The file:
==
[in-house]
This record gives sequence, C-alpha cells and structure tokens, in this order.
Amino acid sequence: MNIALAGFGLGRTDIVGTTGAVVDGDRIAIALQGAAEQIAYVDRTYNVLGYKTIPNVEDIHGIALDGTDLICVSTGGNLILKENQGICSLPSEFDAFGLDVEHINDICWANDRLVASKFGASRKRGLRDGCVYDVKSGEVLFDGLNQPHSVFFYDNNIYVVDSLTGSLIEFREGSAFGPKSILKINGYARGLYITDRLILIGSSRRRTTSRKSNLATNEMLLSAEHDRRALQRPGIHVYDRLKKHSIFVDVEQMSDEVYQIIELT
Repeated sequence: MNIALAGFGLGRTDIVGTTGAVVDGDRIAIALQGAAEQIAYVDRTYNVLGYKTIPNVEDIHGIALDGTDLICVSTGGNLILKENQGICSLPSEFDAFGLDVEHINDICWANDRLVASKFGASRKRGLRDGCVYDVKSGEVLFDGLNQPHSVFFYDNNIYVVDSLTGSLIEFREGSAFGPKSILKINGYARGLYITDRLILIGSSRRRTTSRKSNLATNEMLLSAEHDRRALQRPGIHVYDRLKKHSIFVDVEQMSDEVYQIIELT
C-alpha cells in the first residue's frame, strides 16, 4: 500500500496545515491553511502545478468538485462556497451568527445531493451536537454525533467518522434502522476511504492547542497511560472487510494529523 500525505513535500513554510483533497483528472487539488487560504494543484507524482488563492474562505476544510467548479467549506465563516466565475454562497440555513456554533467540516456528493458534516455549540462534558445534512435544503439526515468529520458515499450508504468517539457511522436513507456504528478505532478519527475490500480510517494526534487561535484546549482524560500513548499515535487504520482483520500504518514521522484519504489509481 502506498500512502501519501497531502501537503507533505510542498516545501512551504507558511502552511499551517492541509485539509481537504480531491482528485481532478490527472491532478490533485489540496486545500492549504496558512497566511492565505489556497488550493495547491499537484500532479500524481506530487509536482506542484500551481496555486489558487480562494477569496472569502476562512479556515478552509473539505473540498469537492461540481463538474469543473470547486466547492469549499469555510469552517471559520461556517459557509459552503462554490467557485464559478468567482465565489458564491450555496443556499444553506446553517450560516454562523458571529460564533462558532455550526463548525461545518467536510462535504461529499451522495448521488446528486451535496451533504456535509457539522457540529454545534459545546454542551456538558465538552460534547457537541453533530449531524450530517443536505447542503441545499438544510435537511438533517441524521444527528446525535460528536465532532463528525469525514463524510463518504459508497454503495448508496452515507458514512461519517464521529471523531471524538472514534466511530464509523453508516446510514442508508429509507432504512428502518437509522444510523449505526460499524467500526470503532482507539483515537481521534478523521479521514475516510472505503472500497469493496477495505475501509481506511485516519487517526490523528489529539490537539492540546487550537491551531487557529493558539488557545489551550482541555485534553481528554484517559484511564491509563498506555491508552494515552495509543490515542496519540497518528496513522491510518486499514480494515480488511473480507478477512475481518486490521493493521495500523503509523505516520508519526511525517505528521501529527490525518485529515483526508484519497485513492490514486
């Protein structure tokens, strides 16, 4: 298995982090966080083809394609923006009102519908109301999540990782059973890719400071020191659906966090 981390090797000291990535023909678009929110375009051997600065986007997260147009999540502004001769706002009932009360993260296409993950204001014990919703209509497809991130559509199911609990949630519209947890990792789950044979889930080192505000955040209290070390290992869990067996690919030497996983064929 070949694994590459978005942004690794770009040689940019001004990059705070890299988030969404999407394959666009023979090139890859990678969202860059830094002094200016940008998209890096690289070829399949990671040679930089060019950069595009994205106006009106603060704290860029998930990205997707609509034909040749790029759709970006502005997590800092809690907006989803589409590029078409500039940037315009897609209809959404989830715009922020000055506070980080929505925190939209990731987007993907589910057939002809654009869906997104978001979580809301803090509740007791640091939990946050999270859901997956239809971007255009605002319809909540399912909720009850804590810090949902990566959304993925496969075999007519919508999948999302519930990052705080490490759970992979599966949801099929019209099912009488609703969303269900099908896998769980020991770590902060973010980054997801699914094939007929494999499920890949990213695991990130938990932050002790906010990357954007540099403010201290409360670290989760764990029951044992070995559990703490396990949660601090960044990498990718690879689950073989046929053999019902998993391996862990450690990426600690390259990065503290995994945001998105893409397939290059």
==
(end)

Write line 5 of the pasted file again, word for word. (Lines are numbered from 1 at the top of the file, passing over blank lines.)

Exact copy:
C-alpha cells in the first residue's frame, strides 16, 4: 500500500496545515491553511502545478468538485462556497451568527445531493451536537454525533467518522434502522476511504492547542497511560472487510494529523 500525505513535500513554510483533497483528472487539488487560504494543484507524482488563492474562505476544510467548479467549506465563516466565475454562497440555513456554533467540516456528493458534516455549540462534558445534512435544503439526515468529520458515499450508504468517539457511522436513507456504528478505532478519527475490500480510517494526534487561535484546549482524560500513548499515535487504520482483520500504518514521522484519504489509481 502506498500512502501519501497531502501537503507533505510542498516545501512551504507558511502552511499551517492541509485539509481537504480531491482528485481532478490527472491532478490533485489540496486545500492549504496558512497566511492565505489556497488550493495547491499537484500532479500524481506530487509536482506542484500551481496555486489558487480562494477569496472569502476562512479556515478552509473539505473540498469537492461540481463538474469543473470547486466547492469549499469555510469552517471559520461556517459557509459552503462554490467557485464559478468567482465565489458564491450555496443556499444553506446553517450560516454562523458571529460564533462558532455550526463548525461545518467536510462535504461529499451522495448521488446528486451535496451533504456535509457539522457540529454545534459545546454542551456538558465538552460534547457537541453533530449531524450530517443536505447542503441545499438544510435537511438533517441524521444527528446525535460528536465532532463528525469525514463524510463518504459508497454503495448508496452515507458514512461519517464521529471523531471524538472514534466511530464509523453508516446510514442508508429509507432504512428502518437509522444510523449505526460499524467500526470503532482507539483515537481521534478523521479521514475516510472505503472500497469493496477495505475501509481506511485516519487517526490523528489529539490537539492540546487550537491551531487557529493558539488557545489551550482541555485534553481528554484517559484511564491509563498506555491508552494515552495509543490515542496519540497518528496513522491510518486499514480494515480488511473480507478477512475481518486490521493493521495500523503509523505516520508519526511525517505528521501529527490525518485529515483526508484519497485513492490514486